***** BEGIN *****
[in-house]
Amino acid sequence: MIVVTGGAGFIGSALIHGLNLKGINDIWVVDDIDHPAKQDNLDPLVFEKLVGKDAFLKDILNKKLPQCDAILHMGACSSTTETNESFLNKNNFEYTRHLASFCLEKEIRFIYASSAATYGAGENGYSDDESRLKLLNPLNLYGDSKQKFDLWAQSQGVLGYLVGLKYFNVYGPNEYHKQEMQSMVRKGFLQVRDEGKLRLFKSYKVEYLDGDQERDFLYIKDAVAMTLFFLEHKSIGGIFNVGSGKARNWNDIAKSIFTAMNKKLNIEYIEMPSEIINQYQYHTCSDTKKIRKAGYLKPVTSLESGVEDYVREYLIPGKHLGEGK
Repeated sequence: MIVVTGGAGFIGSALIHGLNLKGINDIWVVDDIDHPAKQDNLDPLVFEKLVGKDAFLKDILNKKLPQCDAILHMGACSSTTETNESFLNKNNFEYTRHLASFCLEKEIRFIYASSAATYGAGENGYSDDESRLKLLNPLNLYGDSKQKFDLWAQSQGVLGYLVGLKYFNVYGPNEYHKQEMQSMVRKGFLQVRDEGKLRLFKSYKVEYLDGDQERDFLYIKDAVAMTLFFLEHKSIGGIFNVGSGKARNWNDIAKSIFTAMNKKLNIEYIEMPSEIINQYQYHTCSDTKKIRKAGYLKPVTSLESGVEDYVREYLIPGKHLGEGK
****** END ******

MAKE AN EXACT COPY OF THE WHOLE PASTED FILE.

[in-house]
Amino acid sequence: MIVVTGGAGFIGSALIHGLNLKGINDIWVVDDIDHPAKQDNLDPLVFEKLVGKDAFLKDILNKKLPQCDAILHMGACSSTTETNESFLNKNNFEYTRHLASFCLEKEIRFIYASSAATYGAGENGYSDDESRLKLLNPLNLYGDSKQKFDLWAQSQGVLGYLVGLKYFNVYGPNEYHKQEMQSMVRKGFLQVRDEGKLRLFKSYKVEYLDGDQERDFLYIKDAVAMTLFFLEHKSIGGIFNVGSGKARNWNDIAKSIFTAMNKKLNIEYIEMPSEIINQYQYHTCSDTKKIRKAGYLKPVTSLESGVEDYVREYLIPGKHLGEGK
Repeated sequence: MIVVTGGAGFIGSALIHGLNLKGINDIWVVDDIDHPAKQDNLDPLVFEKLVGKDAFLKDILNKKLPQCDAILHMGACSSTTETNESFLNKNNFEYTRHLASFCLEKEIRFIYASSAATYGAGENGYSDDESRLKLLNPLNLYGDSKQKFDLWAQSQGVLGYLVGLKYFNVYGPNEYHKQEMQSMVRKGFLQVRDEGKLRLFKSYKVEYLDGDQERDFLYIKDAVAMTLFFLEHKSIGGIFNVGSGKARNWNDIAKSIFTAMNKKLNIEYIEMPSEIINQYQYHTCSDTKKIRKAGYLKPVTSLESGVEDYVREYLIPGKHLGEGK